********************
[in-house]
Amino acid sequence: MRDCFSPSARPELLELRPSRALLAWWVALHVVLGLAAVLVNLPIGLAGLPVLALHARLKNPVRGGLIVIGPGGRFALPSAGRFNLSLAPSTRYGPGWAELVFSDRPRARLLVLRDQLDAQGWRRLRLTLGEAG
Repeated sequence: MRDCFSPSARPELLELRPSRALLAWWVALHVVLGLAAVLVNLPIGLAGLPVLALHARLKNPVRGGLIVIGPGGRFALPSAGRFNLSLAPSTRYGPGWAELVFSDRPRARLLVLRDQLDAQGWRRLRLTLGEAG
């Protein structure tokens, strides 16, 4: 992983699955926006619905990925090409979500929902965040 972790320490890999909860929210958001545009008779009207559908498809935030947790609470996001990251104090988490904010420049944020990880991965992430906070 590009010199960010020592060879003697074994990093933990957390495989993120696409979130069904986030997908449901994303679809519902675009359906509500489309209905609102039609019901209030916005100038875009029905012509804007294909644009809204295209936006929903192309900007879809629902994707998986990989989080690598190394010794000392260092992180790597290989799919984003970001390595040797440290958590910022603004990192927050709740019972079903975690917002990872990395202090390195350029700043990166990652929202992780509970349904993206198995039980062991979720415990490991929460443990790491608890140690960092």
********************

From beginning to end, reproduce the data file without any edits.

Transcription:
[in-house]
Amino acid sequence: MRDCFSPSARPELLELRPSRALLAWWVALHVVLGLAAVLVNLPIGLAGLPVLALHARLKNPVRGGLIVIGPGGRFALPSAGRFNLSLAPSTRYGPGWAELVFSDRPRARLLVLRDQLDAQGWRRLRLTLGEAG
Repeated sequence: MRDCFSPSARPELLELRPSRALLAWWVALHVVLGLAAVLVNLPIGLAGLPVLALHARLKNPVRGGLIVIGPGGRFALPSAGRFNLSLAPSTRYGPGWAELVFSDRPRARLLVLRDQLDAQGWRRLRLTLGEAG
């Protein structure tokens, strides 16, 4: 992983699955926006619905990925090409979500929902965040 972790320490890999909860929210958001545009008779009207559908498809935030947790609470996001990251104090988490904010420049944020990880991965992430906070 590009010199960010020592060879003697074994990093933990957390495989993120696409979130069904986030997908449901994303679809519902675009359906509500489309209905609102039609019901209030916005100038875009029905012509804007294909644009809204295209936006929903192309900007879809629902994707998986990989989080690598190394010794000392260092992180790597290989799919984003970001390595040797440290958590910022603004990192927050709740019972079903975690917002990872990395202090390195350029700043990166990652929202992780509970349904993206198995039980062991979720415990490991929460443990790491608890140690960092």